What does it take to be an offensive lineman in the NFL? You need to be smart and quick, they say, with a good bend and a natural hip roll. It also helps to have a big, bushy beard.
I hate to second-guess the scouts for my favorite team, but what the hell were the Jets thinking when they signed the stringy-haired Colin Baxter to fill in for Pro Bowl center Nick Mangold? Mangold's flaxen mane shoots beams of light in every direction, and one flick of his glorious beard can knock a nose tackle on his ass. Baxter, with his nervous face-fuzz, looks like Al Borland from Home Improvement. (Seriously, compare this and this.) Of the many sorry sights from Sunday night's game—in which the Jets were annihilated by the Ravens on national TV—none was as grim as that of the Jets' undrafted free agent pacing the sideline after a muffed snap, tresses dangling limply from his helmet as if to hide the name on the back of his jersey. Yes, the man has hair past his shoulders, but it should have been clear from the start that he wouldn't be wrestling any lions in Baltimore.
But there's no reason to dwell on Baxter's rookie mistakes when we can focus on someone else's instead. Caving in to the Baltimore defensive line is understandable. Tossing the ball away before you've been tackled—as Giants wide receiver Victor Cruz did yesterday afternoon in Arizona—is incomprehensible. With three minutes to go in the fourth quarter and New York driving for what would prove to be the game-winning score, Cruz caught a 19-yard pass from Eli Manning and then collapsed to his knees, untouched. When he clambered to his feet without the ball, the Cardinals defenders picked up what appeared to be a dunderheaded fumble.
After some deliberation, though, referee Jerome Boger announced that the play had been over before the fumble because "the receiver gave himself up by going to the ground." It was as if he'd taken a knee, or gone into a feet-first slide—a couple of chintzy maneuvers I'd assumed were reserved for quarterbacks, the way castling in chess is reserved for the king and rook. But the NFL rules seem clear on this point: The play is over “when a runner is out of bounds, or declares himself down by falling to the ground, or kneeling, and making no effort to advance."
One might argue, as Tony Dungy did on NBC, that you can't declare yourself down by falling forward, and that Cruz—whose 1.7 grade-point average got him kicked out of UMass a few years ago—should be punished for his stupidity. But the fact that Cruz let go of the ball shows that he was "making no effort to advance." There's no denying that he thought the play was over, and according to the league rules, it's his intent—not his intelligence—that matters.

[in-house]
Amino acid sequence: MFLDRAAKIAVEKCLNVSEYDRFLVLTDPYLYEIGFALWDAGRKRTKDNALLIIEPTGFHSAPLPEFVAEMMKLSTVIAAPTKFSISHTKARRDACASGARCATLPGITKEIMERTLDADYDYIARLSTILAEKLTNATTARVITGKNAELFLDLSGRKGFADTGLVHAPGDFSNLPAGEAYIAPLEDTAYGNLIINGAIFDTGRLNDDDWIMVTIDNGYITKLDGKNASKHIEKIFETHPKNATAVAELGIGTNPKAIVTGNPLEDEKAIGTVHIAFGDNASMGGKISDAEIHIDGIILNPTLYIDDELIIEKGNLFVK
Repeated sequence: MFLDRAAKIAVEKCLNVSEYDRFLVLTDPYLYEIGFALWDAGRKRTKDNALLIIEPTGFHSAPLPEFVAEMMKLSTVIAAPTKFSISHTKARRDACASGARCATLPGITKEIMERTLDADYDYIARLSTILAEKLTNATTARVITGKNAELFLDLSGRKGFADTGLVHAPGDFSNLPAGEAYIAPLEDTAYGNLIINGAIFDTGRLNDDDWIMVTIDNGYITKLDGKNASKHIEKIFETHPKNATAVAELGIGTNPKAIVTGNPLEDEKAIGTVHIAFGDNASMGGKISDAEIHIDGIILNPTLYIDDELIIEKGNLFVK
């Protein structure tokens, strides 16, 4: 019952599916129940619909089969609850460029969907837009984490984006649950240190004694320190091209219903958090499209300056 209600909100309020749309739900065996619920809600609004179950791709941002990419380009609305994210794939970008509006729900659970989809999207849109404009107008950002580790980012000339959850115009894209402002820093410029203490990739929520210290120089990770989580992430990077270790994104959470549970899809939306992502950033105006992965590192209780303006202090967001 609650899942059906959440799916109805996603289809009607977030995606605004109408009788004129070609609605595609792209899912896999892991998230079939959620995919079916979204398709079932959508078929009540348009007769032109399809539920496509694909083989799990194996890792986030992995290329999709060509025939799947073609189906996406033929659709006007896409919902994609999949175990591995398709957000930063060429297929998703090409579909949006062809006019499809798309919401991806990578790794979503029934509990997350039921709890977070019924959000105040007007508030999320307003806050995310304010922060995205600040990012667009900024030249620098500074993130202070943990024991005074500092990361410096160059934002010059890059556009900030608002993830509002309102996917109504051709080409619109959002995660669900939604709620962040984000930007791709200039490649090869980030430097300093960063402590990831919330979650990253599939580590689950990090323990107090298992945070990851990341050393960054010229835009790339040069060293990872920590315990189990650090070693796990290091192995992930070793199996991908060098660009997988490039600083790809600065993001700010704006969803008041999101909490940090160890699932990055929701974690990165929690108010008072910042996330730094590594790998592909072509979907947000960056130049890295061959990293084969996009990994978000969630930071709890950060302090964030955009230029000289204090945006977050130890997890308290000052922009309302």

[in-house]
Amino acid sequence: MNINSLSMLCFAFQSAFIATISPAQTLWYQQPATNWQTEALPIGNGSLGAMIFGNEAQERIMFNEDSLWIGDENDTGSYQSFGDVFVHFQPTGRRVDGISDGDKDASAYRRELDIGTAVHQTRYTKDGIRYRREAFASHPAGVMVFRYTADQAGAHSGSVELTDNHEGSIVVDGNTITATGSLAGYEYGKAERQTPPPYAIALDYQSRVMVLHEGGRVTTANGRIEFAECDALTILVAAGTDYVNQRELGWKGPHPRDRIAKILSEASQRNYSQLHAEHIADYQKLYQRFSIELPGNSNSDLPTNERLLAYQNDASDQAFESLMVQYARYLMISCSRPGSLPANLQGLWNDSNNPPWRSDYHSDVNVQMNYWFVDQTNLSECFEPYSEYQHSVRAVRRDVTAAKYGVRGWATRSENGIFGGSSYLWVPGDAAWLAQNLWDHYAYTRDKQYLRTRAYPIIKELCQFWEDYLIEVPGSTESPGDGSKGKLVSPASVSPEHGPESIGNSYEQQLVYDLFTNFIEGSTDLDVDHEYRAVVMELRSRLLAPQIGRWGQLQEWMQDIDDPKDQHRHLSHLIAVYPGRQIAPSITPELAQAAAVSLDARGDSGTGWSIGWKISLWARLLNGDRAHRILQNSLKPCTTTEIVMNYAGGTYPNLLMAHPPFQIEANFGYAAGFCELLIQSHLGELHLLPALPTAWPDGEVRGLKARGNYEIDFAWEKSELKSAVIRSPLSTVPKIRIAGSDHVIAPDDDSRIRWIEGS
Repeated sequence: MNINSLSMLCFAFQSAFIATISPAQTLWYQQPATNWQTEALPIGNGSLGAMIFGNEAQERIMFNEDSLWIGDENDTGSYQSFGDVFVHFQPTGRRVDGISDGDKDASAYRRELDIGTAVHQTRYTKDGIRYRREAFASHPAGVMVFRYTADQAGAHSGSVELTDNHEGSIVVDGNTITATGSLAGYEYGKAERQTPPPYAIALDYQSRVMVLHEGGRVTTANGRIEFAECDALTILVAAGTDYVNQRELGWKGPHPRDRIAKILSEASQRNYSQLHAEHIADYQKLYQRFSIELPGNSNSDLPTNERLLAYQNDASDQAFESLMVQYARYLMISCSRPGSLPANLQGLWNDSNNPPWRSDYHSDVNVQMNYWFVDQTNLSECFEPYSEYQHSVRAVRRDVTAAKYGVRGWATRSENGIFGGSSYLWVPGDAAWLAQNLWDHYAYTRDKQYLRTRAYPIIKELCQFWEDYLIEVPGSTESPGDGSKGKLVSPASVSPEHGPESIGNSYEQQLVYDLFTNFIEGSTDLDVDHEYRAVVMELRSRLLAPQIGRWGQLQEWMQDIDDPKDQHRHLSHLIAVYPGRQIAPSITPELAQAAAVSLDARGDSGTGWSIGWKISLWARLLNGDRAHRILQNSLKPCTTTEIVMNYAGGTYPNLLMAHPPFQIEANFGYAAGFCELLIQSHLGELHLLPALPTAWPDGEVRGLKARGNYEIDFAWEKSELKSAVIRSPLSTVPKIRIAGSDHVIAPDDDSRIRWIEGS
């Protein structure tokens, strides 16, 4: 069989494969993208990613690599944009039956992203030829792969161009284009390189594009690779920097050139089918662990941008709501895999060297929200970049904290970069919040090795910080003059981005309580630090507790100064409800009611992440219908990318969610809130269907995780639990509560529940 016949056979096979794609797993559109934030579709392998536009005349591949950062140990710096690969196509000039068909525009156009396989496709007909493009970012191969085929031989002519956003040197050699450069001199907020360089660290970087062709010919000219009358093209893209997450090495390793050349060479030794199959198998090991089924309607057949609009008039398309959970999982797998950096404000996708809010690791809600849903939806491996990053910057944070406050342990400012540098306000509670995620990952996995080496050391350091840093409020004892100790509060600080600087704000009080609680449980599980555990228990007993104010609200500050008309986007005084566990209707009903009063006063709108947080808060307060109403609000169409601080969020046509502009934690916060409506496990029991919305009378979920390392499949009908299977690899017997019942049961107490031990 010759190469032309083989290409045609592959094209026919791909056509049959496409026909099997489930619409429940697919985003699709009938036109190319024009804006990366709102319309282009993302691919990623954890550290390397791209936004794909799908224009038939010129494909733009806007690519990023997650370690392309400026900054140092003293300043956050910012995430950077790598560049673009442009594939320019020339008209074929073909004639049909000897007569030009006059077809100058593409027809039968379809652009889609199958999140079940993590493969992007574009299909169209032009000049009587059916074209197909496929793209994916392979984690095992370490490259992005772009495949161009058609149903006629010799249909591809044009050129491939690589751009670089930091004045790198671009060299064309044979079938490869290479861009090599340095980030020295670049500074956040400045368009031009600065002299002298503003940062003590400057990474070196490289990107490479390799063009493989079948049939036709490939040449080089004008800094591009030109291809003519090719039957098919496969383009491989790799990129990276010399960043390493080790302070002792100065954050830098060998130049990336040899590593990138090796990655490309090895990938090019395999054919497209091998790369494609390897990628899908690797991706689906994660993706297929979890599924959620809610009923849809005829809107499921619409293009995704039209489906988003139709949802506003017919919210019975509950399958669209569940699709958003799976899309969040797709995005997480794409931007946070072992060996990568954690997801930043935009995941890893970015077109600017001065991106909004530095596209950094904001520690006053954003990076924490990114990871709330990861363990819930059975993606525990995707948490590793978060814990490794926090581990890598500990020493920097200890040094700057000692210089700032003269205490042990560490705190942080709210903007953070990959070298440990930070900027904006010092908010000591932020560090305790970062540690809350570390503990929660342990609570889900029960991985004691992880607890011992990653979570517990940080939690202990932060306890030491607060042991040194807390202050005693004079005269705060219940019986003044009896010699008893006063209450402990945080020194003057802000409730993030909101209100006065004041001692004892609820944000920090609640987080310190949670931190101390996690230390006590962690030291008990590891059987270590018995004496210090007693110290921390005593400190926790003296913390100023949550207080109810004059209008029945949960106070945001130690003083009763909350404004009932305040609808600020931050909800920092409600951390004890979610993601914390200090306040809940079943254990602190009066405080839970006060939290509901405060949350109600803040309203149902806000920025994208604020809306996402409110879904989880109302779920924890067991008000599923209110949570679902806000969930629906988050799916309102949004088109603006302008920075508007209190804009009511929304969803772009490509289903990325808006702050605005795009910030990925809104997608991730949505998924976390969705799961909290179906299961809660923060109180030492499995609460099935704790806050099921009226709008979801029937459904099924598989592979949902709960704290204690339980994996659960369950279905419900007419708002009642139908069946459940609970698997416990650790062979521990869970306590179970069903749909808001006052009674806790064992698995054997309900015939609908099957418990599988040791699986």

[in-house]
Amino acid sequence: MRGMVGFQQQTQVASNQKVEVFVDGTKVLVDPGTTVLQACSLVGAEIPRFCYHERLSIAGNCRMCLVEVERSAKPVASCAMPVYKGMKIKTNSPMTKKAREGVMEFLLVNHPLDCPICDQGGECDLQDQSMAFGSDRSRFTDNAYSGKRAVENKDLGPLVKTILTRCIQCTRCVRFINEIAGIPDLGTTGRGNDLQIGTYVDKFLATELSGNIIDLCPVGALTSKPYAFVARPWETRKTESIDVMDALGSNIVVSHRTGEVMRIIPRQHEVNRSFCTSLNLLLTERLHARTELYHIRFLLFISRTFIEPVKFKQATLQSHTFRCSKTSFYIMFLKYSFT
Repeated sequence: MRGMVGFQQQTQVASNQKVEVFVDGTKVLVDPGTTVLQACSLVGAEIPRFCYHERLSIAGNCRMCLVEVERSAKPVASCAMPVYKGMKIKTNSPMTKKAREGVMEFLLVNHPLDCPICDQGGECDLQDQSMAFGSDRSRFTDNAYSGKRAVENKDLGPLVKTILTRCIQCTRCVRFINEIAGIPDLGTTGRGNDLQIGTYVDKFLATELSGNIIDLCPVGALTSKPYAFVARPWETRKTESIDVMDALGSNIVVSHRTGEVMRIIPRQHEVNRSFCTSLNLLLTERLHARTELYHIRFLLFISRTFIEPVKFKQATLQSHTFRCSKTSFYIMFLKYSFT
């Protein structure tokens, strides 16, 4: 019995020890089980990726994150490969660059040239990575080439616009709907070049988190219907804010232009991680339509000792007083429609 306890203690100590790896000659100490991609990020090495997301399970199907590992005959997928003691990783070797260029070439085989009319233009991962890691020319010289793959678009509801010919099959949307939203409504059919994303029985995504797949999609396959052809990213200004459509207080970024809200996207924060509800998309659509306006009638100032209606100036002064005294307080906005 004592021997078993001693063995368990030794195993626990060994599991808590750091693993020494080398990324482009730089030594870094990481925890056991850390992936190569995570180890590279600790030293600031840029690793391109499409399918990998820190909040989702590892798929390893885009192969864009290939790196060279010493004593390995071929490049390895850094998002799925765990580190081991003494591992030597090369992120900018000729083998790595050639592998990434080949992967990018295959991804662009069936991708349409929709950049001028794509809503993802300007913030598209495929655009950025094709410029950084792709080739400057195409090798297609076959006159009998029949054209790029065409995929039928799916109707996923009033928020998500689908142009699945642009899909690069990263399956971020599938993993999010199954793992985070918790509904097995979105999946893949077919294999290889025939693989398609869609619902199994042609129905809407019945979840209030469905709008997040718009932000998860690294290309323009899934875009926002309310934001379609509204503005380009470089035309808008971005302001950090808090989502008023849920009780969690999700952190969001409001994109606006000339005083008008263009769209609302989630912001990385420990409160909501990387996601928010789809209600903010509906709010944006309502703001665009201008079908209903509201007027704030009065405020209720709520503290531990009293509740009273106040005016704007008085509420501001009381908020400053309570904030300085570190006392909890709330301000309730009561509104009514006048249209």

That strikes me as a humane principle, and one that fits with how regular people understand sports in the nonprofessional world. If we were playing a game of ping-pong and I served you the ball when you weren't ready, we'd have a do-over—that's only fair. In practice, though, I'm a little sad to see the refs applying their wet blanket of sportsmanship and common sense. The Cruz mishap recalled some classic NFL blunders of the past: Remember when Plaxico Burress spiked the ball before being tackled in 2000? (That was his second-most infamous misfire.) Or when the Chargers' Vincent Jackson spun the ball in premature celebration after making a diving catch against the Raiders in 2006? In neither instance did the receiver make an effort to advance the ball, so both plays should rightly have been whistled dead on the spot. Borrrrring!
Everyone loves a boner, which is why the league should embrace stupidity in all its forms. How many plays from Sunday were as entertaining as Ronnie Brown's nutty attempt to pass the ball while being pulled to the ground in Philadelphia? It takes more than a few dumb plays to blow a 20-point lead, as the Eagles did against the 49ers and the Falcons did against the Seahawks and the Cowboys did against the Lions. Yet those were the best games of the weekend, because mistakes are exciting. Perfection is dull.
There were some other joyous, if less consequential, slip-ups from Week 4. Marion Barber blew a celebratory back-flip in the end zone after teammate Devin Hester successfully landed a triple somersault earlier in the game. The Vikings' Bernard Berrian did his best Ty Cobb impression by tweeting at a legless war veteran to “sit down n shut up." And in my favorite error of the day, the groundskeepers for the Jacksonville Jaguars managed to paint arrows pointing in the wrong direction on the home-field turf.
Here's a question for Nate: In your professional career, how many times did you consult the arrows on the field so you'd know which way to run?
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